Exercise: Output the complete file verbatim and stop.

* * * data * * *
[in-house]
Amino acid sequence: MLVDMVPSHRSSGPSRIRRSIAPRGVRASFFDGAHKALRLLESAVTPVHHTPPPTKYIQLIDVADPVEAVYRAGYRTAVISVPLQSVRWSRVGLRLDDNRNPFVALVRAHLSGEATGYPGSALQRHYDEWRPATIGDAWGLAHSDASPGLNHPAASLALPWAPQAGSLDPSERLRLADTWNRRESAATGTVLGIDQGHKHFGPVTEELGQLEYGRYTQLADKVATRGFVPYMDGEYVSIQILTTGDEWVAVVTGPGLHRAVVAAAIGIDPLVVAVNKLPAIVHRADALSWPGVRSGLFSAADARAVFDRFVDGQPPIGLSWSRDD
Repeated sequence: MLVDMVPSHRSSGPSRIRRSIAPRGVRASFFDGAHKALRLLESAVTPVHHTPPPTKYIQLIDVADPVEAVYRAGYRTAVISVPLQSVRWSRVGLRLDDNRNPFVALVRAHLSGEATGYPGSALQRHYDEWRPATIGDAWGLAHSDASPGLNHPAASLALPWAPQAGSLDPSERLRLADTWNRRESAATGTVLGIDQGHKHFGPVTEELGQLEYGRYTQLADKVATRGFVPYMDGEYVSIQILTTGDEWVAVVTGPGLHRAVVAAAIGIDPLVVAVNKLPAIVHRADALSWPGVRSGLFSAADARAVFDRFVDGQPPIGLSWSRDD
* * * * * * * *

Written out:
[in-house]
Amino acid sequence: MLVDMVPSHRSSGPSRIRRSIAPRGVRASFFDGAHKALRLLESAVTPVHHTPPPTKYIQLIDVADPVEAVYRAGYRTAVISVPLQSVRWSRVGLRLDDNRNPFVALVRAHLSGEATGYPGSALQRHYDEWRPATIGDAWGLAHSDASPGLNHPAASLALPWAPQAGSLDPSERLRLADTWNRRESAATGTVLGIDQGHKHFGPVTEELGQLEYGRYTQLADKVATRGFVPYMDGEYVSIQILTTGDEWVAVVTGPGLHRAVVAAAIGIDPLVVAVNKLPAIVHRADALSWPGVRSGLFSAADARAVFDRFVDGQPPIGLSWSRDD
Repeated sequence: MLVDMVPSHRSSGPSRIRRSIAPRGVRASFFDGAHKALRLLESAVTPVHHTPPPTKYIQLIDVADPVEAVYRAGYRTAVISVPLQSVRWSRVGLRLDDNRNPFVALVRAHLSGEATGYPGSALQRHYDEWRPATIGDAWGLAHSDASPGLNHPAASLALPWAPQAGSLDPSERLRLADTWNRRESAATGTVLGIDQGHKHFGPVTEELGQLEYGRYTQLADKVATRGFVPYMDGEYVSIQILTTGDEWVAVVTGPGLHRAVVAAAIGIDPLVVAVNKLPAIVHRADALSWPGVRSGLFSAADARAVFDRFVDGQPPIGLSWSRDD